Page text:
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Karl Dahlstrand

Karl Dahlstrand

Senior lecturer

Karl Dahlstrand

“The light in the tunnel can be a train”. About Kafkaesque double thoughts


  • Karl Dahlstrand
  • Mikael Furugärde


  • Håkan Hydén
  • Roger Cotterrell
  • David Nelken
  • Ulrike Schultz

Summary, in English

In the title of Reza Banakar’s first internationally published book The Doorkeepers of the Law: A Socio-Legal Study of Ethnic Discrimination in Sweden (1998) his interest in Franz Kafka is already obvious. Much later, Banakar (2010) presented his view of Kafka's conception of law in his article In Search of Heimat: A Note on Franz Kafka's Concept of Law, and more recently, Banakar (2015) developed his reading of Kafka’s both existential and legal significance in the chapter A Note on Franz Kafka’s Concept of Law. In his readings of Kafka, it is striking how Banakar emphasizes the uncertainty and unpredictability of human conduct; Kafka’s ”writings highlight the role of uncertainty, insecurity, transience and the unknowable” (Banakar, 2015) in contrast to contemporaneous rationalistic modern theories (of the law). In particular, Banakar highlighted the fact that Kafka, both a practicing lawyer and a fiction writer, thinks “double thoughts”. This duality – living a double life as a lawyer and a writer – makes Kafka a central and natural figure of the Law and Literature Movement, particularly in the Law in Literature part of the movement.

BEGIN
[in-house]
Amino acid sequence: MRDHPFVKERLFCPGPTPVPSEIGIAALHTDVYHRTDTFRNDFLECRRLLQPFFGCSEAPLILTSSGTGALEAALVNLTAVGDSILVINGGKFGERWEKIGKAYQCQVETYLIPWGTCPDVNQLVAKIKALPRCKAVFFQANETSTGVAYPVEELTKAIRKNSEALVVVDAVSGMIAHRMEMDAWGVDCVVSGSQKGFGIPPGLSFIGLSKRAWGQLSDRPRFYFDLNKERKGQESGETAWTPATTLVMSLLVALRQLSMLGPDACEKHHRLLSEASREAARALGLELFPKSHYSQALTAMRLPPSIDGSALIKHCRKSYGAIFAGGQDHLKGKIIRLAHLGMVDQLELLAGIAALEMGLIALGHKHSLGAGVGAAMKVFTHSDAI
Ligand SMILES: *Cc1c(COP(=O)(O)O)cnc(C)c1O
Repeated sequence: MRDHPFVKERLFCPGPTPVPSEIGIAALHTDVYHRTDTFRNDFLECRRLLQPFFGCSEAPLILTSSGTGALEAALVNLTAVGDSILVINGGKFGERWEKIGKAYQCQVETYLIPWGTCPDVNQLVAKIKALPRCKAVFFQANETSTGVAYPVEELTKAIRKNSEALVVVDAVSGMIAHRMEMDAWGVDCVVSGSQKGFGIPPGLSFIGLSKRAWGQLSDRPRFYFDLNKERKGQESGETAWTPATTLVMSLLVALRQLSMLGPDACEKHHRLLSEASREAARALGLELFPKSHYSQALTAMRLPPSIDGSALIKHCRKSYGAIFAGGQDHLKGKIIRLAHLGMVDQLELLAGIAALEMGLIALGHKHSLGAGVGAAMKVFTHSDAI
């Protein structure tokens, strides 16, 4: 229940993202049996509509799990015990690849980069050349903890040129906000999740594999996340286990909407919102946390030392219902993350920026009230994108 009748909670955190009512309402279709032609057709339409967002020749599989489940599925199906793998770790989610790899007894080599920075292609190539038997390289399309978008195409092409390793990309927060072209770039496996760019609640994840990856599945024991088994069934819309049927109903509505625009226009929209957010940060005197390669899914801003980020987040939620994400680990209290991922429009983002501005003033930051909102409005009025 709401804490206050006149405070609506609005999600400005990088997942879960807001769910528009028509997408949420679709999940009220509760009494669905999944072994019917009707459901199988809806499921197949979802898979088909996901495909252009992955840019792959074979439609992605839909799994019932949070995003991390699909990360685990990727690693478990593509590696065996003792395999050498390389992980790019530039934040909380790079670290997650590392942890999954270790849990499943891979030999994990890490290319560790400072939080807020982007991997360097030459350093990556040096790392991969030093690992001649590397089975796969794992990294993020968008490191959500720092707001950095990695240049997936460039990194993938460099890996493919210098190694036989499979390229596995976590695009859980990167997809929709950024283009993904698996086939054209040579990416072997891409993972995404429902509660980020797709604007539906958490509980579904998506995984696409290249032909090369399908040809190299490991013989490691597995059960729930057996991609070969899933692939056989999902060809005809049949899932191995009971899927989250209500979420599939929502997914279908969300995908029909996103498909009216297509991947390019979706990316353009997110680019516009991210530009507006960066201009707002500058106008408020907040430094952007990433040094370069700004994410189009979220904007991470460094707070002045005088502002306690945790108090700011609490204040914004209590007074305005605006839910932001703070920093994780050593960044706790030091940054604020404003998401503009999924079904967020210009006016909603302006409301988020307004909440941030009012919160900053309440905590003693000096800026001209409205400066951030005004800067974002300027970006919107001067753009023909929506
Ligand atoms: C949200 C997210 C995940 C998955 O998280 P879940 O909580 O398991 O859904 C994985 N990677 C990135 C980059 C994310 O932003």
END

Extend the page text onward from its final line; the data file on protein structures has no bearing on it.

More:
This essay will highlight Banakar’s contribution to the Law and Literature Movement as a socio-legal scholar and reader of Franz Kafka, with special focus on his article In Search of Heimat: A Note on Franz Kafka's Concept of Law (2010). In the article, Banakar discusses both the novel The Trial by Franz Kafka (1925) and the parable Before the Law, contained in the same novel, in to the context of Kafka’s legal work as an insurance lawyer. In the essay we attempt to make a connection between the field of Law as Literature and Law and the Literature Movement. We do so by using narratives and literary techniques to give a testimony about a semi-fictional character who finds himself standing before the law. We will also pay attention to the fact that it is now 75 years since The Nuremberg trials took place 1945–1946. The Nuremberg trials have been described as the greatest trials in history and have greatly influenced the development of international criminal law as well as The Universal Declaration of Human Rights (1948), the revival of natural law, and therefore also modern anti-discrimination laws.


  • Department of Sociology of Law

Publishing year





REMEMBERING REZA BANAKAR. : Anthology in memory of Reza Banakar

Document type

Book chapter


  • Law and Society